Some plants make us think of particular times of year, and when it comes to December, the poinsettia is a prime contender
We’ve used poinsettias for years to bring a touch of decadence to our festive displays, and this year we have the most stunning arrangement featuring three Christmas tree-shaped towers of them in The Glasshouse.
Our display is mainly of red and white, with the odd marbled pink in there too. But the colour comes not from flowers – they’re rather tiny green or yellow things in the centre – but from modified leaves called bracts.
You can find them in all sorts of colours - shades of red, pink, white, yellow and burgundy, some strong colour throughout, some marbled or speckled, or with coloured margins or splashes. (The Plant Centre here at RHS Garden Wisley has some that look like they’ve been flicked with paint!)
Poinsettias are also known as the Mexican flame leaf – they’re native to Mexico where they grow as straggly shrubs up to 3m (10ft) tall – so how did they come to be associated with Christmas? One legend is about a Mexican girl, called Pepita. She wanted to place a gift to the infant Jesus at the altar of her church, but was very poor and had nothing of value to offer. Her brother Pedro suggested she gathered a bouquet of weeds from the fields near her home. She arranged them as best she could, took them to the church and put them at the base of the crib. By Christmas morning they had turned brilliant red. They were, of course, poinsettias. Based on this legend, they are called Flowers of the Holy Night.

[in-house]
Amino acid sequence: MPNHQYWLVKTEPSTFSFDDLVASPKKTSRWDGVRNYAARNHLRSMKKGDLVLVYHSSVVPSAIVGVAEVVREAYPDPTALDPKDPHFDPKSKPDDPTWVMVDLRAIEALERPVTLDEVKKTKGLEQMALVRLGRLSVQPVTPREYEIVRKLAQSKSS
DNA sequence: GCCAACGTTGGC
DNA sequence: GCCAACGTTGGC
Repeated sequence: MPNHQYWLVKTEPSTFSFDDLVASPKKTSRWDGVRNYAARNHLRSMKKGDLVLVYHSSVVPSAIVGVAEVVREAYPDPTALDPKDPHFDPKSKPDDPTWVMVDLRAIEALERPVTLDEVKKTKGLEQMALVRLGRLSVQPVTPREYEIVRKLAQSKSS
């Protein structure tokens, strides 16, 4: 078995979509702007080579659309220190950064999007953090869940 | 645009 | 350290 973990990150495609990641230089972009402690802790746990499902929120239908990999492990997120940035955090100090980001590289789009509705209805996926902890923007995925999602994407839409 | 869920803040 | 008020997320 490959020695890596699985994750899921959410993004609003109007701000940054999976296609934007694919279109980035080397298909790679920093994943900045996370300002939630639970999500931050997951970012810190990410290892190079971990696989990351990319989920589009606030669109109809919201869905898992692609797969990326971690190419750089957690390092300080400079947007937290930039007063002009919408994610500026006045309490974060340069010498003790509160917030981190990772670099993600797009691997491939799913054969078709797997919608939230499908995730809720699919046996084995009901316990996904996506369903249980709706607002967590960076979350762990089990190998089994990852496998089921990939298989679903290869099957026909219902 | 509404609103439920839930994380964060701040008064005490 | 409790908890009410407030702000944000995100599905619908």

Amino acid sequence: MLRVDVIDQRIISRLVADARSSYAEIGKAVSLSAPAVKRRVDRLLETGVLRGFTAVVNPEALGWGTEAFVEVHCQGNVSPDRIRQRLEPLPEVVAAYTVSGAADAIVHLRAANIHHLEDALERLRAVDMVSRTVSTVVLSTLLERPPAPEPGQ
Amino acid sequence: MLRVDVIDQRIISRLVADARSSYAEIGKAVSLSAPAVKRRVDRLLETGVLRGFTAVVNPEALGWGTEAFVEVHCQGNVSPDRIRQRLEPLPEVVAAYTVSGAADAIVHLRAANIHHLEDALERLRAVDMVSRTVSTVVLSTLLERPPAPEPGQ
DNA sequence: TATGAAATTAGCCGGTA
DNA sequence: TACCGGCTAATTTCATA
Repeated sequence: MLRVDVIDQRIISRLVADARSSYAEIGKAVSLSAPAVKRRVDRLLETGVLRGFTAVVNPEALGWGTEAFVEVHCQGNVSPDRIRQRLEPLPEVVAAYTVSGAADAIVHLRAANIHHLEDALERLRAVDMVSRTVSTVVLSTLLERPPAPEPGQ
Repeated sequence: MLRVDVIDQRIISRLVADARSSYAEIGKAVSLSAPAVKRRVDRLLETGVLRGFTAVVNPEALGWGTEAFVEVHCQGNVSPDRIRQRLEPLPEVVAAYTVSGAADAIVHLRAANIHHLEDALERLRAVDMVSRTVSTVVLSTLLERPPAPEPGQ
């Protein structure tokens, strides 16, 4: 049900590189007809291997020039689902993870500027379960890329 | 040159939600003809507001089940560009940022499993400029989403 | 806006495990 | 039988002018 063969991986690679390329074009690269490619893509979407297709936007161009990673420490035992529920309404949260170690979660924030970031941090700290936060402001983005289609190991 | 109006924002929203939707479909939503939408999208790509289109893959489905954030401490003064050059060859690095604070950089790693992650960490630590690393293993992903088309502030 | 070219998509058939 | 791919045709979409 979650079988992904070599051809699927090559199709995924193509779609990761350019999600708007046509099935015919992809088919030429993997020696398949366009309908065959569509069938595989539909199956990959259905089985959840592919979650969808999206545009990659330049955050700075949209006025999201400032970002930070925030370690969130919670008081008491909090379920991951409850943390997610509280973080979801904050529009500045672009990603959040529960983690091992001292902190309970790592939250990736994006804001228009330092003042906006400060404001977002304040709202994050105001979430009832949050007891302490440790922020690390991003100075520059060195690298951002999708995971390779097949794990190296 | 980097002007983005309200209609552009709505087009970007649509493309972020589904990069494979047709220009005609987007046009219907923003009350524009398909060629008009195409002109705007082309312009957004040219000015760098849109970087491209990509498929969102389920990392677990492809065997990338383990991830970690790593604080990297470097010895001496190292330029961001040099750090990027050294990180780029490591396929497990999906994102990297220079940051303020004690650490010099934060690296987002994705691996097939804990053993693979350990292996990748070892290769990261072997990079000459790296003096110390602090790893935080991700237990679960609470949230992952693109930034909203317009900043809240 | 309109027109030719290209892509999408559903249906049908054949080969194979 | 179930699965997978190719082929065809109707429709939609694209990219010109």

A word of warning, though. The Latin name of this plant is Euphorbia pulcherrima (‘pulcherrima’ means most beautiful) and all euphorbias contain a milky sap that can cause severe irritation if it comes into contact with the skin.
But what’s the origin of the name poinsettia? The species was given this common name poinsettia after the American Minister to Mexico, Joel Roberts Poinsett, who found the plant growing along a Mexican roadside in the 1820s and took cuttings back to his greenhouse in South Carolina. From there they were widely distributed. The Americans love them, and celebrate National Poinsettia Day on 12 December, the anniversary of the death of Joel Poinsett.
So, how do we get them to grow? In our displays we have 600 plants in each 'tree', grown from rooted cuttings which we potted in early July and encouraged to grow by placing on heated benches.
Wanting to create bushy plants, we pinched them out in early August to three to five nodes. But the bit everyone always wants to know is how to get them to colour up. This is the critical part… to initiate flowering, and the associated bract colour, poinsettias need 12-14 hours of complete darkness daily for two months. Like other plants that flower at this time of year, they are known as short-day plants because shortening daylength is the cue for flowering to start.
Finally, poinsettias are brilliant if you keep them cosy and warm (think Mexico). That’s why they like The Glasshouse! So beware of drafts and dropping temperatures when you buy one to take home.
The only thing left is to decide on the size and colour….
Next time, read Olive’s blog on how the team in The Glasshouse put the display together.
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